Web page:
West and East, fine art at International Exhibitions
Certainties about the future, based on industrial development and a belief in progress that underpinned the International Exhibitions, did not stop artists, writers, intellectuals or members of the emerging bourgeoisie from looking to the “East” as a place of longing, beauty and inspiration, while the increase in trade enabled more people to own refined and unusual objects. Romantic thought, moreover, tended to search for a distant dimension, both in time, recalling previous historical periods, and space, in the search for the “exotic”. The principles of realism, which were dominant in the mid-19th century, pervaded both trends in different ways. The International Exhibitions appear in general to have excluded cutting-edge artistic expression, which was found in less institutional spaces such as the Salons. There were nonetheless frequent exchanges between the two, and the International Exhibitions reflected the issues of the time to differing degrees.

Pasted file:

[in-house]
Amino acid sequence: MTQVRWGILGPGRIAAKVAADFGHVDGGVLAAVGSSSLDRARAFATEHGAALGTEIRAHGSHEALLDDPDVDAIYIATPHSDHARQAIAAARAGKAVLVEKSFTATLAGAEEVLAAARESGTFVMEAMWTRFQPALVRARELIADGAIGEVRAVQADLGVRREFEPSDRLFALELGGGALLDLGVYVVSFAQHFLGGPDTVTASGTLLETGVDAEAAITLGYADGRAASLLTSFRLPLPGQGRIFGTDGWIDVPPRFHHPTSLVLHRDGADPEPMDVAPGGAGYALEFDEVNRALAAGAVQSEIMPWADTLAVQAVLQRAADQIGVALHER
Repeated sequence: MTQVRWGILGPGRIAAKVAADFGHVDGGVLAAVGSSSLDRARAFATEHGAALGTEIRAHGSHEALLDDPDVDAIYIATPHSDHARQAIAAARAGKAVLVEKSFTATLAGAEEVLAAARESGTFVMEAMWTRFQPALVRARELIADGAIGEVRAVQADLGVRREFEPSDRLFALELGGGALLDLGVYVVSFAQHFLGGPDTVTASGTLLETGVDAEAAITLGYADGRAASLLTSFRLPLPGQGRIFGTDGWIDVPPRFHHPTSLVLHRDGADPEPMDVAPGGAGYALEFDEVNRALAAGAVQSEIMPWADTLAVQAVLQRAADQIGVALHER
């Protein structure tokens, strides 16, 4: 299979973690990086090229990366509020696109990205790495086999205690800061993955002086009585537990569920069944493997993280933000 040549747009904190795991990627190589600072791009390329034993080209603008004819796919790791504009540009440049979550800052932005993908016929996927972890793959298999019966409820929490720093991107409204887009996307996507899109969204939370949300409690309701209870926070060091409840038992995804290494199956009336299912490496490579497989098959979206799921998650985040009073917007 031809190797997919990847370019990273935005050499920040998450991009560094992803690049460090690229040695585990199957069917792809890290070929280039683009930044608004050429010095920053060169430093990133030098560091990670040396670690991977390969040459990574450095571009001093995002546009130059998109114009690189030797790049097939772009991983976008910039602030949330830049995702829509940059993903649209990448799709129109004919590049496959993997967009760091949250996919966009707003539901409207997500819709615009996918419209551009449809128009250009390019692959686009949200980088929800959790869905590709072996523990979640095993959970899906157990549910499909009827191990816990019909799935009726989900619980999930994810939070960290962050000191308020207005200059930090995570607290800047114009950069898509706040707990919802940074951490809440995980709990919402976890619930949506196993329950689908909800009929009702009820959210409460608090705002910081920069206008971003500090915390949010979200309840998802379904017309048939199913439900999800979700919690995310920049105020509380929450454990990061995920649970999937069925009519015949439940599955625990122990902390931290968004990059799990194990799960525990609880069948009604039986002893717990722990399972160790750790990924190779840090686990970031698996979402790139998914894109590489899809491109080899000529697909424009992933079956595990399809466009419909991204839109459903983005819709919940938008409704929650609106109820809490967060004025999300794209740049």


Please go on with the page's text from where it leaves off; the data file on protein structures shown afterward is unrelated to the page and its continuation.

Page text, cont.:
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The Painting Collection of the The Grand National Assembly of Turkey, Vice Secretary General, National Palaces, Dolmabahçe Palace, Istanbul, Turkey
Oil on canvas
This work (commissioned in 1869 to mark the opening of the Suez Canal) represents an interesting example of an Occidental artist commissioned by an Islamic patron. The huge painting, presented at exhibition held in Vienna in 1873, realistically depicts the religious procession carrying gifts from Cairo to the Ka’aba at Mecca.